S. A. Bailey writes, what he calls, redneck noir. Think Mickey Spillane with an east Texas spin. To Buy Seth’s Books

Mark David Gerson also writes a wide variety of books. From learning to write, to mystical fantasy, he’s sure to appeal. To Buy Mark David’s Books 

Jo Ramsey writes wonderfully insightful stories for teens who don’t fit into the normal mold. To Buy Jo’s Books

Rowena Cherry writes sci-fi that carries you into space. Swords clang as a royal alien race tries to out maneuver one another. To Buy Rowena’s Books 

Gary D. Henry writes in many genres from retro romance to horror. To Buy Gary’s Books

Suzette Vaughn mostly writes romance, but she has other books as well. Sure to appeal to a wide number of readers. To Buy Suzette’s Books

J. Conrad Guest – sci-fi, romance, biography, memoir…the list goes on and on. To Buy J. Conrad’s Books

Rico Austin from a lighthearted children’s book, to memoirs, with a stop off at Graceland to visit The King, Rico has it. To Buy to Buy Rico’s Books

Stephanie Osborn’s Displaced Detective series brings Sherlock Holmes into the modern age. She also has fantastic sci-fi books that are a must read. To Buy Stephanie’s Books

Rachel Rueben’s book, Hag, is a wonderfully poignant look at teen life and the problems some face. Rachel also has some great How-To books for authors. To Buy Rachel’s Books

Marta Moran Bishop is another versatile author. Her books are mostly for children or young adults, but they are great for adults too. To Buy Marta’s Books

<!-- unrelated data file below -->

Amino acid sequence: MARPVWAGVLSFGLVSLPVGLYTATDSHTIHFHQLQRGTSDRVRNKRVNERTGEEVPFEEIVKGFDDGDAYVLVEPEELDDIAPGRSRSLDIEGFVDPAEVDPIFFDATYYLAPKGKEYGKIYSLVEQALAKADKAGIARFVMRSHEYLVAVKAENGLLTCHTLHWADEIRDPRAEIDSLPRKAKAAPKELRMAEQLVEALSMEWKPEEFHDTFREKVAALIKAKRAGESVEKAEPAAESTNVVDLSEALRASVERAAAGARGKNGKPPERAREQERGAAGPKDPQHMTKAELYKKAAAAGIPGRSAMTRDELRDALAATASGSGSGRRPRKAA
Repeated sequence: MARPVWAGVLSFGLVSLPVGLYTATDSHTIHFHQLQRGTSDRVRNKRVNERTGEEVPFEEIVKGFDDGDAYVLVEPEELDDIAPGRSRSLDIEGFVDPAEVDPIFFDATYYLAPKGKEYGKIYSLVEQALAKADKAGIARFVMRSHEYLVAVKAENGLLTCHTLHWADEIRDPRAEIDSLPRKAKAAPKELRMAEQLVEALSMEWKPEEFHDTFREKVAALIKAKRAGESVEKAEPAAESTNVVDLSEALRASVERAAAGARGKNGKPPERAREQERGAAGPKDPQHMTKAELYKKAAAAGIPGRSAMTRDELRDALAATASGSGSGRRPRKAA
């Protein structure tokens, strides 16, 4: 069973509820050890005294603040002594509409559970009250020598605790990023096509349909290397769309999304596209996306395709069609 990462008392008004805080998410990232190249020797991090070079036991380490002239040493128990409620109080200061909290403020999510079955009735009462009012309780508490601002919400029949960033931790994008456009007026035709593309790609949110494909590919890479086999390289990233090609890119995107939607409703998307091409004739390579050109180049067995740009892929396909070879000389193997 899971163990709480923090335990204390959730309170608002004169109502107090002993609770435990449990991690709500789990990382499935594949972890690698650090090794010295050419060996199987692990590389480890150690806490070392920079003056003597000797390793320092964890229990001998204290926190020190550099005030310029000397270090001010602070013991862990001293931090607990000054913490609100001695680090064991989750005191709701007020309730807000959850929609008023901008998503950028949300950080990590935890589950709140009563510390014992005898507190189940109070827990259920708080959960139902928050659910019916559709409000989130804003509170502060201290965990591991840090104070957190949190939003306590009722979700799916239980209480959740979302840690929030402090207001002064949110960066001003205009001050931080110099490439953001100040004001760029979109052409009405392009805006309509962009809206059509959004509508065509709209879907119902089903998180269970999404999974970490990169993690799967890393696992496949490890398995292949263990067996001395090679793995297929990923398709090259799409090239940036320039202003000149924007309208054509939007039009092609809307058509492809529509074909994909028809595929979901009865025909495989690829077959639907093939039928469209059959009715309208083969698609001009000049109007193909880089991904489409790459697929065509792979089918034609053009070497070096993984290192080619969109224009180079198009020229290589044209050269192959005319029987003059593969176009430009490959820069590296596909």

Barbara Ehrentreu The same can be said of Barbara’s books. Though geared toward teens, they are an enjoyable read for adults. To Buy Barbara’s Books

Fran Lewis has books in so many genres, I can’t name them all. Very approachable, they are sure to entertain. To Buy Fran’s Books

J.D. Holiday’s books for children are cleverly written and beautifully illustrated by the author. To Buy J.D.’s Books

Dianna Graveman’s books will appeal to those who like history. She has wonderful books on a variety of subjects. To Buy Dianna’s Books

Whit McClendon’s fantasy novels are cleverly crafted and full of action.To Buy Whit’s Books

Janet Morris has been a favorite author of mine since the Eighties. If you like sci-fi, fantasy or historical fiction, Janet has something for you. To Buy Janet’s Books

 Viv Drewa writes mystical mysteries with a hoot of a hero—an owl! To Buy Viv’s Books

Kemberlee Shortland writes romance with an Irish flavor. To Buy Kemberlee’sBooks 

I will continue to update and add to this list as I think of new people. Share this with your friends! Above all, have a Happy Chrismahanukwanzakah! Dellani

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Blue Jeans and Sweatshirts a New YA Novel by Jo Ramsey

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Available from Harmony Ink Press and on third-party retail sites.

11694248_10152855727762352_879114048_nHolly McCormack has secrets. She’s started a support group for sexual assault survivors at her high school, but she was never assaulted. She’s also dating a girl, but she’s not a lesbian—at least not to the outside world—and that’s how she hopes to keep it. To top everything off, her girlfriend, Chastaine Rollo, is the most gorgeous girl at their school, and Holly is eating as little as she can because she thinks she’s “too fat.”